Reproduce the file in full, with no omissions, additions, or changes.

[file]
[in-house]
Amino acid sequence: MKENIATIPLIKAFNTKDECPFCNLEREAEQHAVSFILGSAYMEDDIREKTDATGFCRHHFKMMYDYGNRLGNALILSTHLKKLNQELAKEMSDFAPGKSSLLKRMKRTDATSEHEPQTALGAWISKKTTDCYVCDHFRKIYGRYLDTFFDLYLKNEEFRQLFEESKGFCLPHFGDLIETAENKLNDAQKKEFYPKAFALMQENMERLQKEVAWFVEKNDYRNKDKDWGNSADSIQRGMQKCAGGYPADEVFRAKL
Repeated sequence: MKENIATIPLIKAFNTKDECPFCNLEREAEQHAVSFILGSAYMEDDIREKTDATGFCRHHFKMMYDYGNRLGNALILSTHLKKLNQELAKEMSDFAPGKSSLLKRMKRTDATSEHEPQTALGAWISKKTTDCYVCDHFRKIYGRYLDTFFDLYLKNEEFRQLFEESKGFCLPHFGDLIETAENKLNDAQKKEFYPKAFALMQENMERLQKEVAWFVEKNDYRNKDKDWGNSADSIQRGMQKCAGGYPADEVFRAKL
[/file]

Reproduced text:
[in-house]
Amino acid sequence: MKENIATIPLIKAFNTKDECPFCNLEREAEQHAVSFILGSAYMEDDIREKTDATGFCRHHFKMMYDYGNRLGNALILSTHLKKLNQELAKEMSDFAPGKSSLLKRMKRTDATSEHEPQTALGAWISKKTTDCYVCDHFRKIYGRYLDTFFDLYLKNEEFRQLFEESKGFCLPHFGDLIETAENKLNDAQKKEFYPKAFALMQENMERLQKEVAWFVEKNDYRNKDKDWGNSADSIQRGMQKCAGGYPADEVFRAKL
Repeated sequence: MKENIATIPLIKAFNTKDECPFCNLEREAEQHAVSFILGSAYMEDDIREKTDATGFCRHHFKMMYDYGNRLGNALILSTHLKKLNQELAKEMSDFAPGKSSLLKRMKRTDATSEHEPQTALGAWISKKTTDCYVCDHFRKIYGRYLDTFFDLYLKNEEFRQLFEESKGFCLPHFGDLIETAENKLNDAQKKEFYPKAFALMQENMERLQKEVAWFVEKNDYRNKDKDWGNSADSIQRGMQKCAGGYPADEVFRAKL